FQ: I picked up quite a few subtleties of an affinity for philosophy in this story (i.e., ‘…How little time we have and how much we waste. Mortality is never recognized in the healthy mirror. Every breath is a miracle and the last one is priceless…’). Do you have a favorite (or favorites) in the philosophical realm that has inspired you to write with such strength and conviction?
Albert Camus and the existentialists have influenced my thinking. Although Camus didn't think of himself as an existentialist. He was more than that, as great writers and thinkers are. However, there are some great books out there written by authors who are considered to be writers, not philosophers, but their great stories do make one think. The poet Sylvia Plath's The Bell Jar is a great novel, as well as many stories written by Joyce Carol Oats. Babbitt by Sinclair Lewis and Fitzgerald's The Great Gatsby also give us philosophical insights about materialism, and the price to achieve dreams. The story should always come first in any novel. Few like to be preached to. So I write in regard to the story. I don't want to be cast into any genre. If the story is good and can keep someone's attention, then it's worth a try. But there's no harm in providing a philosophical framework, so long as it doesn't garble up the story. In this novel, some agree with Joshua, some do not, but they do think about what he does, and that's part of the entertaining—the thinking part. The right and wrong moral choices, well, that's for the reader to decide. I was recently asked if I plan the thinking part in any of my writing, and I do not. The characters develop and as they develop, their philosophies come forward, grow as they grow. That's the fun part of writing, learning about the characters that you create, and of course, learning about oneself. Socrates is another philosopher that has helped to shape my life. Henry David Thoreau is another...he was well ahead of his time...still is in many corners of the world. Dorothy Parker, the critic and poet makes me smile as much as think when I read her comments. Mae West, the actress, she was another thinker decades beyond her time. She drove the censors nuts and certainly made them, and her audience, think.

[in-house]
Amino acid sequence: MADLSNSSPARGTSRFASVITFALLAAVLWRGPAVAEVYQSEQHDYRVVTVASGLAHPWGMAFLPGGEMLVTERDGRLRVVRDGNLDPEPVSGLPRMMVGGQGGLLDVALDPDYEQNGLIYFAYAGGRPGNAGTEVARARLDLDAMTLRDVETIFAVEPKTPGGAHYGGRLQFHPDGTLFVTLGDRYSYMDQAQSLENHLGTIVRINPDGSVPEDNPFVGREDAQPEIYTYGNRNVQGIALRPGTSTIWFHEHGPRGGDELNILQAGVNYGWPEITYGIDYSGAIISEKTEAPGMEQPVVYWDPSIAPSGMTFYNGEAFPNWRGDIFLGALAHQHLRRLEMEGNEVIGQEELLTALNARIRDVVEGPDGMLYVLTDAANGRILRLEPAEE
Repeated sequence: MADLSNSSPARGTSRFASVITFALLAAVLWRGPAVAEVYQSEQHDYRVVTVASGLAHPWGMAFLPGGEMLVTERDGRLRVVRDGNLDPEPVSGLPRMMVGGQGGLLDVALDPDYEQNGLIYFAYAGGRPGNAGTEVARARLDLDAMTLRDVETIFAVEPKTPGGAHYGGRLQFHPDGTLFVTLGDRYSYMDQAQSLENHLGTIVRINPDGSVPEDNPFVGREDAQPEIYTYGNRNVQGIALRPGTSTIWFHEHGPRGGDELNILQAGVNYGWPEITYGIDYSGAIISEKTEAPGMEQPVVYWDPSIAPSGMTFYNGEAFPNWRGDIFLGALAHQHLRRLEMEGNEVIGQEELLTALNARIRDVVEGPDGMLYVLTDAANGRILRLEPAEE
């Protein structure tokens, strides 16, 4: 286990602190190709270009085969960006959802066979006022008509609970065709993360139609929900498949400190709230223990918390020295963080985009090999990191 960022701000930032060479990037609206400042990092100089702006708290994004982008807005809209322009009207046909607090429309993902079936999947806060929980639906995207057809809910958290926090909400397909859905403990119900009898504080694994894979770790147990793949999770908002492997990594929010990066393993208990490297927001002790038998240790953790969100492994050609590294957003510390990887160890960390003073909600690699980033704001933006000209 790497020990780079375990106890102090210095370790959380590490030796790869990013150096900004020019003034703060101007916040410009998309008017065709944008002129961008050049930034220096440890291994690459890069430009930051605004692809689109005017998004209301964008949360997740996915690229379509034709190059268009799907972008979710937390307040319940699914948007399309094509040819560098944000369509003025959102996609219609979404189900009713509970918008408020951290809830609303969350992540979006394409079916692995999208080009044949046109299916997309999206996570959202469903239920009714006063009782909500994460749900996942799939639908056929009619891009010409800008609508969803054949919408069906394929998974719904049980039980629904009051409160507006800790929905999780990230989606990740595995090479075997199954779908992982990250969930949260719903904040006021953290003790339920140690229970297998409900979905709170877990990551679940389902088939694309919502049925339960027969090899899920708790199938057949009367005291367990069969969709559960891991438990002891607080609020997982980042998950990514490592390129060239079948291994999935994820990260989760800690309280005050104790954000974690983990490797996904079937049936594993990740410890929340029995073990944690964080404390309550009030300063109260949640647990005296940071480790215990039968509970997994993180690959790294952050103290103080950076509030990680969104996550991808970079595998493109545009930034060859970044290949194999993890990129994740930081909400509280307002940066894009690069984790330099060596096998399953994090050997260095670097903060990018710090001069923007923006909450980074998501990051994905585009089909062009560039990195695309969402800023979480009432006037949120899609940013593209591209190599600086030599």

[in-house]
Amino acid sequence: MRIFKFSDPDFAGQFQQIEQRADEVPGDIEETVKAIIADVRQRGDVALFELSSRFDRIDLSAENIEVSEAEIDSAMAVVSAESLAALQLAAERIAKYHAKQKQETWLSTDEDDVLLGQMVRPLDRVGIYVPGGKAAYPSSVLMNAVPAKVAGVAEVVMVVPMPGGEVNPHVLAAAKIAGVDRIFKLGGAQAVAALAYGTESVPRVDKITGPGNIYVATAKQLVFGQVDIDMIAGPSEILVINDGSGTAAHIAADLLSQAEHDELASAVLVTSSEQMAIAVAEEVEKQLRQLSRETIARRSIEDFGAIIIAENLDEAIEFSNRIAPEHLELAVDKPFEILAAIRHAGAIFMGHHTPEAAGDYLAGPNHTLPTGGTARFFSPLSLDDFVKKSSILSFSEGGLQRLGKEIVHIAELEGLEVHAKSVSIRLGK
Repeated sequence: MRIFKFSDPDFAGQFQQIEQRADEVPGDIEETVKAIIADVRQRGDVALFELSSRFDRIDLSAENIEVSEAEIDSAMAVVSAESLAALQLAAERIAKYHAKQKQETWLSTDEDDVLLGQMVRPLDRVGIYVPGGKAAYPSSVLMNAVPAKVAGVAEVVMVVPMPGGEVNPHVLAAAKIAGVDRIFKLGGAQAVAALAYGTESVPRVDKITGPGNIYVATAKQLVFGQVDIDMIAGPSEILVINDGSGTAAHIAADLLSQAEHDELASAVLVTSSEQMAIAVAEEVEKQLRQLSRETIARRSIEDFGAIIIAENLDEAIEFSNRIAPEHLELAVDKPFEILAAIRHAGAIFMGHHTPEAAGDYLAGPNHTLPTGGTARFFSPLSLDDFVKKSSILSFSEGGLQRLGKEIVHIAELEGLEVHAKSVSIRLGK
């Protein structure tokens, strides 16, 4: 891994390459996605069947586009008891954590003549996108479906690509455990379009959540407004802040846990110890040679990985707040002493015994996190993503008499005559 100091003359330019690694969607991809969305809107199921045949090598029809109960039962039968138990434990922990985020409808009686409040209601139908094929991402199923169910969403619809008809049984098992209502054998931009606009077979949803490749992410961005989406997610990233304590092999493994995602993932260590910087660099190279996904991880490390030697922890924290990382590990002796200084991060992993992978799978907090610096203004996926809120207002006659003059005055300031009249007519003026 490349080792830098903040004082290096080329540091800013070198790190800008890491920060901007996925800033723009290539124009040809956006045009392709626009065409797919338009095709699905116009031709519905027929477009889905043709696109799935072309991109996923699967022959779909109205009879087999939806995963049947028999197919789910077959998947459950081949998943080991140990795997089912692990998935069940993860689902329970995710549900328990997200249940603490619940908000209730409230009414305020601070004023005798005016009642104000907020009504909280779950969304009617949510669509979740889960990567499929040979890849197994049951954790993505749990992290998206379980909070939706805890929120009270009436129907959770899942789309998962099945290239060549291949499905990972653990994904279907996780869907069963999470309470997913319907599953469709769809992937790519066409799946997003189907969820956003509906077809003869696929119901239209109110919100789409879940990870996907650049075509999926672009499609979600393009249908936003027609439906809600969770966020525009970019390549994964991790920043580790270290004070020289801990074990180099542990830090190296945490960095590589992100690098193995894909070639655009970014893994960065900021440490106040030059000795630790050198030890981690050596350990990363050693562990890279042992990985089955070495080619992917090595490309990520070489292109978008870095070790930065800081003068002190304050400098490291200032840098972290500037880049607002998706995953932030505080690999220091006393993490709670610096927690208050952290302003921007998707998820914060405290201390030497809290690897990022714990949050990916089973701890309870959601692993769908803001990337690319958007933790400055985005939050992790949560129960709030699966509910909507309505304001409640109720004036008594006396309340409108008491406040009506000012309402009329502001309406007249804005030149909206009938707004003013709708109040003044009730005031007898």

FQ: Hadrian University’s staff is a Heinz 57 Pound Puppy mixture of personalities. Aside from Joshua Feenics, who would be your 'runner up' for Best Supporting Character in View from the Edge and why?
Holly Hayes. I could easily write a novel about her and her exploits. And may very well do so. She too is lost and looking for purpose. But she is extremely independent and doesn't want to follow the easy path that so many are influenced to follow. Yes, she thinks about marriage and having children, but she also enjoys her travels and her little adventures. Like Joshua, she gets sucked into conformity, but she is smart enough to break free and follow her own vision...whatever that may be. She understands when she's being used and doesn't want to be any man's trophy. That's easy to admire, as well as her free thinking, and traveling to dangerous places. It is easy to understand why her and Joshua are attracted to each other. They have many of the same doubts and convictions. They know what is absurd, and are learning what is important, and they are trying to figure out their places in a world in which they feel they do not belong—and don't want to belong to. I suppose that's what attracts us to the Cool Hand Lukes, and Randal Murphys (One Flew Over The Cuckoo's Nest), and Jack Burdens (All The King's Men). These are unpredictable characters doing what many of us would never do. They live in lives outside of our comfort zones. Holly Hayes is such a woman.